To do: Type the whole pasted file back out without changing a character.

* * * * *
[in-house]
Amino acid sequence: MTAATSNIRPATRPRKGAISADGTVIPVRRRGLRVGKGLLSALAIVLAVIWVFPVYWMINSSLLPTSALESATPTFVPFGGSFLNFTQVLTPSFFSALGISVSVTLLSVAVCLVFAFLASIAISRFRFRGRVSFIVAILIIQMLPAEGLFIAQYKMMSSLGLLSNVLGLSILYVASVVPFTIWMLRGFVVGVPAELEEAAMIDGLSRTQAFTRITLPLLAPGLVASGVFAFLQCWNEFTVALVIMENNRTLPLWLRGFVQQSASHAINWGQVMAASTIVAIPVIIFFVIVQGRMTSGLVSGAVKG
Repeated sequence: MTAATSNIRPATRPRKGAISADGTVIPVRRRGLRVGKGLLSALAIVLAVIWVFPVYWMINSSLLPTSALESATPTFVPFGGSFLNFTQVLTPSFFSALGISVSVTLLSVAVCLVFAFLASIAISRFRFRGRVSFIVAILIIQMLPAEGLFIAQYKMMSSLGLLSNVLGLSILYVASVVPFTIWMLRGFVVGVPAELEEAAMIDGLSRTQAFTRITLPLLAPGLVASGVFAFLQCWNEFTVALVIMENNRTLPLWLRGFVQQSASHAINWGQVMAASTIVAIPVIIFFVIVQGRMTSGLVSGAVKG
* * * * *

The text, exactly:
[in-house]
Amino acid sequence: MTAATSNIRPATRPRKGAISADGTVIPVRRRGLRVGKGLLSALAIVLAVIWVFPVYWMINSSLLPTSALESATPTFVPFGGSFLNFTQVLTPSFFSALGISVSVTLLSVAVCLVFAFLASIAISRFRFRGRVSFIVAILIIQMLPAEGLFIAQYKMMSSLGLLSNVLGLSILYVASVVPFTIWMLRGFVVGVPAELEEAAMIDGLSRTQAFTRITLPLLAPGLVASGVFAFLQCWNEFTVALVIMENNRTLPLWLRGFVQQSASHAINWGQVMAASTIVAIPVIIFFVIVQGRMTSGLVSGAVKG
Repeated sequence: MTAATSNIRPATRPRKGAISADGTVIPVRRRGLRVGKGLLSALAIVLAVIWVFPVYWMINSSLLPTSALESATPTFVPFGGSFLNFTQVLTPSFFSALGISVSVTLLSVAVCLVFAFLASIAISRFRFRGRVSFIVAILIIQMLPAEGLFIAQYKMMSSLGLLSNVLGLSILYVASVVPFTIWMLRGFVVGVPAELEEAAMIDGLSRTQAFTRITLPLLAPGLVASGVFAFLQCWNEFTVALVIMENNRTLPLWLRGFVQQSASHAINWGQVMAASTIVAIPVIIFFVIVQGRMTSGLVSGAVKG